In this article we are going to answer the question How to Plant Annual Seeds Outdoors. Planting seeds directly into your garden—as opposed to planting them indoors in containers and then transplanting the seedlings into your garden—is called direct sowing.
Though any annuals can be sown outdoors, some annuals in particular should be sown directly because they develop deep root systems that make it difficult or even impossible to transplant them once they’re sown.
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Why Direct-Sow Annual Seeds?
In short, direct sowing is easier than sowing seeds indoors. Whereas sowing seeds indoors requires a setup of containers, benches or racks to hold the containers, and sometimes artificial lighting, direct sowing doesn’t require any of that equipment or the extra space in your home to accommodate it.
Requirements for Direct Sowing
The downside of direct sowing is that it’s often harder on the seeds that you plant. Indoors, you can give the seeds the perfect environment in which to sprout. Outdoors, the conditions are often beyond your control. As a result, you should always do two things when planting annual seeds outdoors:
- Sow on the right date: If you sow annual seeds too early in the season, they may be killed by a late frost after they sprout. If you sow too late, the young plants may not be able to survive hot temperatures. When planting annuals, it’s very important to plant annual seeds at the time indicated on the seed packet. The seed packets provide this date in terms of the last average day of frost, which is the date when the last frost occurs in an average year in your region. For instance, a seed packet may direct you to plant seeds three weeks after the last average day of frost.
- Prepare the beds: Proper soil conditions are important for any plant, but especially when direct sowing. When you’re growing annuals from seeds, it’s crucial that you test, improve, and single-dig any planting beds in which you plan to grow annuals in the fall . It’s also a good idea to loosen the soil and break up any clods with a soil rake before you plant the seeds.
How to Direct-Sow Annual Seeds
Once you know the last average day of frost in your region, you can begin to plan when to plant your difficult annual seeds. Look at each seed packet and find out when each annual should be sown relative to the last average day of frost. Then, follow these four steps to sow the seeds:
1. Prepare the Seeds Before Sowing
Small seeds and soft seeds can be sown right into the ground without any preparation. If the annual seeds you’re planting are hard and large enough that you can handle each one individually, make a nick in the outer shell by scraping it with a file, then soak the seeds overnight in water. This process will help the seed to sprout more quickly.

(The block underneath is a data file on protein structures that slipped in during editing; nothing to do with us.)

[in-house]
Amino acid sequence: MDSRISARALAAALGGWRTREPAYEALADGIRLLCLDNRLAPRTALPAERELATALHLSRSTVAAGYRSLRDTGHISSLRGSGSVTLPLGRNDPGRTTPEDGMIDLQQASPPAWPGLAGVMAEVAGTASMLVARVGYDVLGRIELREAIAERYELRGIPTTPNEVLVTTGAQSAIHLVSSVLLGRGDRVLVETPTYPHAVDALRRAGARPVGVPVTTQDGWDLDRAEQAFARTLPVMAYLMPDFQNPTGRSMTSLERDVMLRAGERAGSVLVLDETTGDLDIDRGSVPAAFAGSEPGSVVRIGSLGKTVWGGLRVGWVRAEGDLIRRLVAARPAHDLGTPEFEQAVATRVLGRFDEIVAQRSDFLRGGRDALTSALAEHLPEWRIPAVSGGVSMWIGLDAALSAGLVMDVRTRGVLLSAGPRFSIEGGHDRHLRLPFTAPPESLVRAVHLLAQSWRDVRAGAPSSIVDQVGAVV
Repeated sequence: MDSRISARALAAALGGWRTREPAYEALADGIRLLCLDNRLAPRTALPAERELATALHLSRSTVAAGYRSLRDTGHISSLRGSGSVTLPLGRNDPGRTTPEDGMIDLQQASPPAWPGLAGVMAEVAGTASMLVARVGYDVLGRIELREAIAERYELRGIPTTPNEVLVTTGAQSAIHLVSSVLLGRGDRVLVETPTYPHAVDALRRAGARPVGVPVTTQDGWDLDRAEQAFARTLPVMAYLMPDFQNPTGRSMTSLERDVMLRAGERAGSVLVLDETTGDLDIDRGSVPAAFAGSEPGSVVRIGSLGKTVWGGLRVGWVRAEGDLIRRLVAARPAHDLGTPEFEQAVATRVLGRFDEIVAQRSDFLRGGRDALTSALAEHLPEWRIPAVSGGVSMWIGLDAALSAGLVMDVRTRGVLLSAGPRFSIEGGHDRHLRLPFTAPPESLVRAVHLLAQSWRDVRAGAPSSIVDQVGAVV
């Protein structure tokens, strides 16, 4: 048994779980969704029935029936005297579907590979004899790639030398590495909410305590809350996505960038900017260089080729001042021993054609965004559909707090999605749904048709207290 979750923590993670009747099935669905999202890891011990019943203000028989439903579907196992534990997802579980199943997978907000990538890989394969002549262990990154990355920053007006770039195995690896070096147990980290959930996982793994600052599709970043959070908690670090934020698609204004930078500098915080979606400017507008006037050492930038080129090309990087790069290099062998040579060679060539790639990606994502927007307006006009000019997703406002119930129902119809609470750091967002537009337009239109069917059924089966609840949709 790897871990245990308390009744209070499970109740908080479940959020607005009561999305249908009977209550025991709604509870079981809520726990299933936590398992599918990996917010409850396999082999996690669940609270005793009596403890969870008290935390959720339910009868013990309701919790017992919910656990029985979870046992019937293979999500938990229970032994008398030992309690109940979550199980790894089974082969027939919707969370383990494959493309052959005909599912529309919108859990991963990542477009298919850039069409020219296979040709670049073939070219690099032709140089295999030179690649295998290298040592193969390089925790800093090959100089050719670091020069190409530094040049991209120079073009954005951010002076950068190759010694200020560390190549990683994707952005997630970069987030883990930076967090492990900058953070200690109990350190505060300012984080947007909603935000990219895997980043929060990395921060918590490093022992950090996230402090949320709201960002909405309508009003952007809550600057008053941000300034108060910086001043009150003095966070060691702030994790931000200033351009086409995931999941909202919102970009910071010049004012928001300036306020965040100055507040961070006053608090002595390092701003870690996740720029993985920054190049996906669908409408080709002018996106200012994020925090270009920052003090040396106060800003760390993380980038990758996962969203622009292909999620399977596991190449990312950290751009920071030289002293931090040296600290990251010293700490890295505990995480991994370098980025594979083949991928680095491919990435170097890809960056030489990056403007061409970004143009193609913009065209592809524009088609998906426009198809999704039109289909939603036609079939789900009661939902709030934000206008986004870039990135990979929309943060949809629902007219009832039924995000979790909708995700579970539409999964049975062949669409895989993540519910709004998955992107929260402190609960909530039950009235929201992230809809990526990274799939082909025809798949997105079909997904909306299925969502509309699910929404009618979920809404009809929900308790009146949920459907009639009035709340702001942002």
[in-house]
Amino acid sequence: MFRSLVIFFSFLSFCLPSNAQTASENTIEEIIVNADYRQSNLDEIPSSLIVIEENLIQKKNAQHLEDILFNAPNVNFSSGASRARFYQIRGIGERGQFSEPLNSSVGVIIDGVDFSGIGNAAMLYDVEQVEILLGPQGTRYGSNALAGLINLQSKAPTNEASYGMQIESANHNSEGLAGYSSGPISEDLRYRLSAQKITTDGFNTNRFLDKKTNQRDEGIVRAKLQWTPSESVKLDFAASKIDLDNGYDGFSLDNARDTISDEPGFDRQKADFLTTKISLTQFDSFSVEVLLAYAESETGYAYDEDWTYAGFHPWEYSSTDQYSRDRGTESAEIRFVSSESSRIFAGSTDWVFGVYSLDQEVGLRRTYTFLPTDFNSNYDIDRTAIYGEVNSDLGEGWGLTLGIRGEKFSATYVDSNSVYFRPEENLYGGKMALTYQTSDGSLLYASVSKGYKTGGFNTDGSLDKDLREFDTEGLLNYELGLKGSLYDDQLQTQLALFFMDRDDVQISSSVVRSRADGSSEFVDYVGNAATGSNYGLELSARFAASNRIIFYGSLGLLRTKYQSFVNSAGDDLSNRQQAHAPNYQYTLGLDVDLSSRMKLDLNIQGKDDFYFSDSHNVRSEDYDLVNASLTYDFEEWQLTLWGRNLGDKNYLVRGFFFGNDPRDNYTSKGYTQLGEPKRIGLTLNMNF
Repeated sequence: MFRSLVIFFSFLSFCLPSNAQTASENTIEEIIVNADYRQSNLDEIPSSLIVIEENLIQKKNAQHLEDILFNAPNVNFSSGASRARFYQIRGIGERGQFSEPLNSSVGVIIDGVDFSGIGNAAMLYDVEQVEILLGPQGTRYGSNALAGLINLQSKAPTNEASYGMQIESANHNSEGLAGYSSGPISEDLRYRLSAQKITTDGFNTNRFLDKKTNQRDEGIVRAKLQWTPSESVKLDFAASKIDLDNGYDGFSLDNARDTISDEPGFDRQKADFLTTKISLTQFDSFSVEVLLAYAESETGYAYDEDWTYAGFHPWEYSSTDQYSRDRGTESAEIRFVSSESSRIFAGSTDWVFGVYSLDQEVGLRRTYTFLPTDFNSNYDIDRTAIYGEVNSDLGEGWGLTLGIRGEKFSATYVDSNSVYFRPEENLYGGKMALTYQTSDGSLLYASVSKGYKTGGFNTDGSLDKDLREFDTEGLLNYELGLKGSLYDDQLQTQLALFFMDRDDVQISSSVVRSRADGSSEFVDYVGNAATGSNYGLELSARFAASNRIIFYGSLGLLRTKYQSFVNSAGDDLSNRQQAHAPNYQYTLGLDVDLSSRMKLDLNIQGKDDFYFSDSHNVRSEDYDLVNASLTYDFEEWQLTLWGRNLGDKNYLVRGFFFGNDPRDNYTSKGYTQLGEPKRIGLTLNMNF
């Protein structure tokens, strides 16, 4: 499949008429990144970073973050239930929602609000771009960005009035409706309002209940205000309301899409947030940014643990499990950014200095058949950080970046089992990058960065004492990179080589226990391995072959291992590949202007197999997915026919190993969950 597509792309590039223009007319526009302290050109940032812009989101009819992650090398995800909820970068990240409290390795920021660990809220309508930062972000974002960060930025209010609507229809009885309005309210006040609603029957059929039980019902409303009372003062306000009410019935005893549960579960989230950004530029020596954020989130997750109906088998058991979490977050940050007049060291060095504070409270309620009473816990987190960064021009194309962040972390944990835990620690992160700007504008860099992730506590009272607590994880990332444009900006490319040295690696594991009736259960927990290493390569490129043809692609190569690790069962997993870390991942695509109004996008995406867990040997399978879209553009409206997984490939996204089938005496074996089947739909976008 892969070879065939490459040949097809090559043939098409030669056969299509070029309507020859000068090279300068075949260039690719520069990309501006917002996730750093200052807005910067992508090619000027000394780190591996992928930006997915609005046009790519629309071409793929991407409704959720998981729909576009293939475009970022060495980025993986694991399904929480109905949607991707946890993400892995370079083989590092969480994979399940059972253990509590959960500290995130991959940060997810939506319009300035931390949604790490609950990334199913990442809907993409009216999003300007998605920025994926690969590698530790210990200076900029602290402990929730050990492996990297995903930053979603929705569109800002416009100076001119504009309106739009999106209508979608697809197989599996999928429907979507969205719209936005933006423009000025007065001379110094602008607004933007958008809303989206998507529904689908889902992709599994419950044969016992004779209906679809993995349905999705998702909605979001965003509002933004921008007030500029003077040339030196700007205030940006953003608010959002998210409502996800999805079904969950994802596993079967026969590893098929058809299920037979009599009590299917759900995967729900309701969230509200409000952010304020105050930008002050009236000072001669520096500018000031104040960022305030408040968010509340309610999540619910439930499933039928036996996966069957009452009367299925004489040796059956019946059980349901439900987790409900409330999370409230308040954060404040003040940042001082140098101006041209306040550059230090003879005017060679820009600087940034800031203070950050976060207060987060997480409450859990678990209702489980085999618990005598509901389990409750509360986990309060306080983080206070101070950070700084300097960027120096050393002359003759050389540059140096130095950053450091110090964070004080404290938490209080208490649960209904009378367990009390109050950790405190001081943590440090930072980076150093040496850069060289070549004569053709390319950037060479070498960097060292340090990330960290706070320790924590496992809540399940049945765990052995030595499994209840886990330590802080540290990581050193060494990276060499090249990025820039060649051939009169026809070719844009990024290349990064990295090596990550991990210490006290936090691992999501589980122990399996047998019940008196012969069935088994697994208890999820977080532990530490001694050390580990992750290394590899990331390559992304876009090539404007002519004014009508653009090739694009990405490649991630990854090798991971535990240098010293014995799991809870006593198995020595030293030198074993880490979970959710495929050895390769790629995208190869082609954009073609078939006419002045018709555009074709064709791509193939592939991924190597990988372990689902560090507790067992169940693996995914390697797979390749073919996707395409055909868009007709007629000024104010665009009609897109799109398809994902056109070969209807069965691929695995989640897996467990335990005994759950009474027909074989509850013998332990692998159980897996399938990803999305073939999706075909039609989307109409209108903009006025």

2. Sow the Seeds
The seed packet for the annual seeds you’re planting will specify:
- The depth at which the seeds should be sown
- The distance you need to put between each seed or group of seeds
For instance, nasturtium seeds should be planted at a depth of 1/2″, with 2″ between each seed. Rather than scatter the seeds, it’s best to plant each seed by hand, pushing it under the soil to the specified depth with your finger. Also, try to sow the plants in a recognizable pattern, such as a single row or a zigzag.
When you’re weeding, it can be hard to tell apart the newly sprouted seedlings that you want to grow from the weeds that you want to remove. Sowing seeds in a recognizable pattern will help you tell the plants apart so you don’t accidentally pull up seedlings that you just planted.
3. Water the Soil
Water the soil immediately after planting the seeds, and be careful to provide enough water both before and after the seeds sprout. The goal is to keep the soil damp at least to the depth at which the seeds are planted. Avoid making the soil wet or muddy, though.
4. Look for Sprouting Seedlings
For most seeds, it takes at least 10 days before sprouts will appear above ground—and some seeds may take twice that. Most seed packets list the annual’s days to emerge. Once seedlings do appear, be diligent about looking out for and removing weeds. Weeds steal nutrients from the soil, so by eliminating weeds you’ll help the seedlings grow.
5. Thin the Seedlings
Thinning seedlings is the process of removing some seedlings from the soil so that the other seedlings will have more room to grow and thrive. You should thin out seedlings once they’ve grown two pairs of true leaves.
The first two leaves that appear on a seedling are not true leaves but rather cotyledons, which don’t look like the leaves on the adult plant. True leaves will grow after the cotyledons and will look like the plant’s adult leaves.
For instance, though you should plant nasturtium seeds just 2″ apart, adult nasturtiums do best with 6–12″ inches of space. So when two sets of true leaves appear on nasturtium seedlings, carefully pull out some of the seedlings to give the remaining ones the space they need to grow.